The Perfect Prayer
Throughout the world, people gather to pray the Rosary. They pray for our Pope, world peace, an end to abortion and the holy souls in Purgatory, among other intentions. Considered to be the perfect prayer, contemplating on the Rosary brings a deeper union with Jesus and Mary.
“The Rosary is considered a perfect prayer because within it lies the story of our salvation.”
~Saint John Paul II~
Crown of Roses
The word, Rosary, stems from the Latin word, “rosarium” which means “garland or crown of roses”. The Catholic Encyclopedia describes an early legend which made its way through Europe, eventually connecting the word to a story about Mary. This story tells of a young monk who was praying and repeating the Hail Mary. Each time he completed one Hail Mary, Our Lady took a rose bud from his lips. He wove these rosebuds into a garland and Mary placed it upon her head. This legend created the belief that each time we pray a Hail Mary, we are giving Our Lady a rose, and when a full rosary is complete, it becomes a crown of roses.
Not Exclusive to Catholicism
Prayer beads have been used throughout history. Repetitive prayer was a part of many religions. Examples are Buddhist and Hindu monastics who use circular beads on strings to chant. In early Christianity, the repetition of a short verse from the Psalms or the Our Father became very popular in the monasteries of Egypt. The prayer we know as the Jesus Prayer was popular among Eastern monastics during the fourth century. Saint Basil recommended praying the Jesus Prayer instead of the psalms, for those who could not read, were traveling or unable to use the liturgical books. He also proposed the use of a woolen cord of 100 knots with 25 knots separated by a larger knot or bead. Before Saint Basil, Christian monastics used small rocks in bags to count their repeated prayers.
The “Rosary” is Formed
Eventually, beads, pebbles, and berries were strung on a rope. This was the beginning of what we now know as the Rosary. Western use of this prayer cord originally involved praying Our Father’s in place of the Psalter; one Our Father for each of the 150 psalms. The Hail Mary was also used and soon the “Rosary” or “Psalter of the Virgin Mary”, consisting of reciting 50 or 150 Hail Mary’s, came into being. The mysteries of the Rosary and the custom of meditating on them was introduced by Dominic of Prussia, a 15th-century Carthusian monk, sometime between 1410 and 1439. Domenic referred to this as the “Life of Jesus Rosary” or a vita Christi Rosary.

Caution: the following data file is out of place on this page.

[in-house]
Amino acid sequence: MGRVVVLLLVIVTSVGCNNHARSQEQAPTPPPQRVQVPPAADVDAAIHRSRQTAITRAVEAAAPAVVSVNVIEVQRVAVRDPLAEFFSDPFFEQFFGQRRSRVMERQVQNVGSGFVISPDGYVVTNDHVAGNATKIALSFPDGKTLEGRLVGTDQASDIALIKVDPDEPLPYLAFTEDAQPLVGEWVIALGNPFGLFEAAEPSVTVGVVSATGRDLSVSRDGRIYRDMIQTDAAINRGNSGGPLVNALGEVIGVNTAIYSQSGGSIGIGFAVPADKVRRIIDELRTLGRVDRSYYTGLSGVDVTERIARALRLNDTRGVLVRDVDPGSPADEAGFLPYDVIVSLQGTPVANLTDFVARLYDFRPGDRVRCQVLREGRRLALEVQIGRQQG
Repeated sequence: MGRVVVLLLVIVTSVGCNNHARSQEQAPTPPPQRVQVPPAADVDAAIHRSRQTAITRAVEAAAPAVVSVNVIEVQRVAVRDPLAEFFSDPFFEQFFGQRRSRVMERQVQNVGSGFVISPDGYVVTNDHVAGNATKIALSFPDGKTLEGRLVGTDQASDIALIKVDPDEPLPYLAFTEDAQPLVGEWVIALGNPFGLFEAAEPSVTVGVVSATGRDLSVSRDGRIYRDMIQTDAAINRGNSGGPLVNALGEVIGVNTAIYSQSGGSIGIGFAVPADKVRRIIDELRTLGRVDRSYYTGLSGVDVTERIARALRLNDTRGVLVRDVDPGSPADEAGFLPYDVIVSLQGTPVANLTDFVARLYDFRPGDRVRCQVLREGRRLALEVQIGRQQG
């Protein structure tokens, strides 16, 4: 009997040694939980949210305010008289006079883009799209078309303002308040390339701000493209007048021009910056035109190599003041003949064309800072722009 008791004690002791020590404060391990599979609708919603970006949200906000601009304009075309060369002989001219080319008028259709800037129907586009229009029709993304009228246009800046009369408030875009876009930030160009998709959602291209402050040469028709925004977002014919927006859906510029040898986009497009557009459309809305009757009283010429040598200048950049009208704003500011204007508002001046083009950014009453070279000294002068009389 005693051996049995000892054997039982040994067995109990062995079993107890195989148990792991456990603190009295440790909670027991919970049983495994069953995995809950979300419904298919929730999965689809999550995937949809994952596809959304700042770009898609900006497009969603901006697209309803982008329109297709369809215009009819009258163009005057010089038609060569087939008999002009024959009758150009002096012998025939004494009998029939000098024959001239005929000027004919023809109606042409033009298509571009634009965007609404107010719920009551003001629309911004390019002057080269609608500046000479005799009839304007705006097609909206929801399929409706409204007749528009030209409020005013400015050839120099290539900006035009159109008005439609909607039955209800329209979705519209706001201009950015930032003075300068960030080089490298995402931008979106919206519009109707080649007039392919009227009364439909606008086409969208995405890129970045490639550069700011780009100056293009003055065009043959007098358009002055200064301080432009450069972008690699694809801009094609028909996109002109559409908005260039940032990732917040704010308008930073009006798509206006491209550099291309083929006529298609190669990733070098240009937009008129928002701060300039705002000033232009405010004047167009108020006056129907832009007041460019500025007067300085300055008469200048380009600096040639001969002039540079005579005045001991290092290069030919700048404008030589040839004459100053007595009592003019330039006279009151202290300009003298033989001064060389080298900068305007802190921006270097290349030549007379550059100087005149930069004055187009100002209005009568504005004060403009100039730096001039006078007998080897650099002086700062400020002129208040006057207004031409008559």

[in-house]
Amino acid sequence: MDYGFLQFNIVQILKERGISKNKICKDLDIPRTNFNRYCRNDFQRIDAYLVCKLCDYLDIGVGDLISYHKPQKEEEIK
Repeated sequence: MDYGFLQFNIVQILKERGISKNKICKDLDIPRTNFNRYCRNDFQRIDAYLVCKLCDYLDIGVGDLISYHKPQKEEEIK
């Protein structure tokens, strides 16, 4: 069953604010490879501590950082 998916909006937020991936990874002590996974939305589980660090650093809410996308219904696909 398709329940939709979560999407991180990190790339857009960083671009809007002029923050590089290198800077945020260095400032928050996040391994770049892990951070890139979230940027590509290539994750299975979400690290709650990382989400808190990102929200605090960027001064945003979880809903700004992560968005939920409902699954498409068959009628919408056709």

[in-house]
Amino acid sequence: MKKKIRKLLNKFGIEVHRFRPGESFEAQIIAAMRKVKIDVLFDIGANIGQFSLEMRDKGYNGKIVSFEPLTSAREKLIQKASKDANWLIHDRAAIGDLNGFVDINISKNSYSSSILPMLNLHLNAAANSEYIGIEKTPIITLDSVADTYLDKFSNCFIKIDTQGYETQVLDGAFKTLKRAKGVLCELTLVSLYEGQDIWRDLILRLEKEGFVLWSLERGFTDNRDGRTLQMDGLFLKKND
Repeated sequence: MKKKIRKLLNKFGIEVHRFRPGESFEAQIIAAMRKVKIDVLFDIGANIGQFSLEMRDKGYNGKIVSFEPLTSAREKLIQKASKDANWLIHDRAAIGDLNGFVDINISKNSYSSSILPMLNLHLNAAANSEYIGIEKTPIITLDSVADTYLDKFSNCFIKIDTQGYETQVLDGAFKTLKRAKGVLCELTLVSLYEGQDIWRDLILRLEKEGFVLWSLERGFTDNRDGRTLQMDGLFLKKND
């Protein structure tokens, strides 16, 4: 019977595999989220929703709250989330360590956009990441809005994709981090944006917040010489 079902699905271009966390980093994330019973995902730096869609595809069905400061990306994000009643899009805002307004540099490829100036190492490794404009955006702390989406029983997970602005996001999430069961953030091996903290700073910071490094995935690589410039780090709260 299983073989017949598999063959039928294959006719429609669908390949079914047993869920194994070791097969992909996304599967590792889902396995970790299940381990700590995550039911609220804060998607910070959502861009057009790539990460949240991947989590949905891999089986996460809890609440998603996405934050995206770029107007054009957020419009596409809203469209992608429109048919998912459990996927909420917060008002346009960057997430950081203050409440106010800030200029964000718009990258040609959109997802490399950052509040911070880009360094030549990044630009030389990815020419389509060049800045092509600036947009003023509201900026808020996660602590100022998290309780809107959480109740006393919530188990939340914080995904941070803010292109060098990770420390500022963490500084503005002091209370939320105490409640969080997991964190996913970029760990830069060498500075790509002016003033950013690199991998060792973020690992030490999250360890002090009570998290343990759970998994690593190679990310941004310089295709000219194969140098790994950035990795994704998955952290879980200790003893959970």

The Rosary, made up of the Our Father and the Hail Mary, was the first Catholic devotion prayed through the centuries. It was not, however, until 1214, when it was given to the Church by Saint Domenic, that it was received it in the configuration that we have today.
“Preach my Psalter.”
Saint Dominic received the Rosary from the Blessed Virgin as a means of converting Heretics.
Saint Domenic, distraught by the extent of people’s sinfulness, withdrew into a forest near Toulouse. There he prayed relentlessly for three days and nights, weeping and offering penances. His body became fragile and he fell into a coma. It was at this time that Mary, accompanied by three angels, appeared to him. She spoke, “Dear Dominic, do you know which weapon the Blessed Trinity wants to use to reform the world?” He replied, “Oh, my Lady, you know far better than I because next to your Son Jesus Christ, you have always been the chief instrument of our salvation.” Our Lady answered, “I want you to know that, in this kind of warfare, the battering ram has always been the Angelic Psalter which is the foundation stone of the New Testament. Therefore if you want to reach these hardened souls and win them over to God, preach my Psalter.”
Excitedly, he went to the Cathedral. Unseen angels rang bells which brought people together and Saint Dominic began to preach. As he started preaching, a storm began. The thunder and lightning were so fierce that those in the Cathedral became frightened. Their fear became greater when they looked at an image of Our Lady and saw her raise her arms to heaven three times as she called God’s vengeance upon them if they did not convert, change their lives, and seek her protection.
The storm came to an end, and Saint Domenic continued, explaining the importance of praying the Rosary. Nearly all the people of Toulouse embraced his teaching and abandoned their false beliefs. In a short time, the town became peaceful and its people began leading faithful Christian lives.
[Note: This post was sponsored by holyart.com]